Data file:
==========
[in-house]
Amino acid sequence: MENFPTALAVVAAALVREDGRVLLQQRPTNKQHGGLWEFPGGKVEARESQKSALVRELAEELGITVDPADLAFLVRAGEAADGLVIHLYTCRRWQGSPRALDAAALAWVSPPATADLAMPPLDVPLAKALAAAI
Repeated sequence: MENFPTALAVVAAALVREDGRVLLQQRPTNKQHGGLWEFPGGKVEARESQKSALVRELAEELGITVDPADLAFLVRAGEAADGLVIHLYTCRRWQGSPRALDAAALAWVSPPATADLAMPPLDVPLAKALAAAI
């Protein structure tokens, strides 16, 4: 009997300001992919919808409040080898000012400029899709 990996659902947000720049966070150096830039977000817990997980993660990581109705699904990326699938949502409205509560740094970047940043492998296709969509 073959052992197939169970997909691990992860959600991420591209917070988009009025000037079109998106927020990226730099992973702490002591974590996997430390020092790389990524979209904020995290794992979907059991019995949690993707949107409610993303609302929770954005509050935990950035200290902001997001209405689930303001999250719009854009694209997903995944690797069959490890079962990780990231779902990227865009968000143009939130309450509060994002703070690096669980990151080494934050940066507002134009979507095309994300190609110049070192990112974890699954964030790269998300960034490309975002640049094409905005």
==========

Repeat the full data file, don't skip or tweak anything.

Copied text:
[in-house]
Amino acid sequence: MENFPTALAVVAAALVREDGRVLLQQRPTNKQHGGLWEFPGGKVEARESQKSALVRELAEELGITVDPADLAFLVRAGEAADGLVIHLYTCRRWQGSPRALDAAALAWVSPPATADLAMPPLDVPLAKALAAAI
Repeated sequence: MENFPTALAVVAAALVREDGRVLLQQRPTNKQHGGLWEFPGGKVEARESQKSALVRELAEELGITVDPADLAFLVRAGEAADGLVIHLYTCRRWQGSPRALDAAALAWVSPPATADLAMPPLDVPLAKALAAAI
């Protein structure tokens, strides 16, 4: 009997300001992919919808409040080898000012400029899709 990996659902947000720049966070150096830039977000817990997980993660990581109705699904990326699938949502409205509560740094970047940043492998296709969509 073959052992197939169970997909691990992860959600991420591209917070988009009025000037079109998106927020990226730099992973702490002591974590996997430390020092790389990524979209904020995290794992979907059991019995949690993707949107409610993303609302929770954005509050935990950035200290902001997001209405689930303001999250719009854009694209997903995944690797069959490890079962990780990231779902990227865009968000143009939130309450509060994002703070690096669980990151080494934050940066507002134009979507095309994300190609110049070192990112974890699954964030790269998300960034490309975002640049094409905005």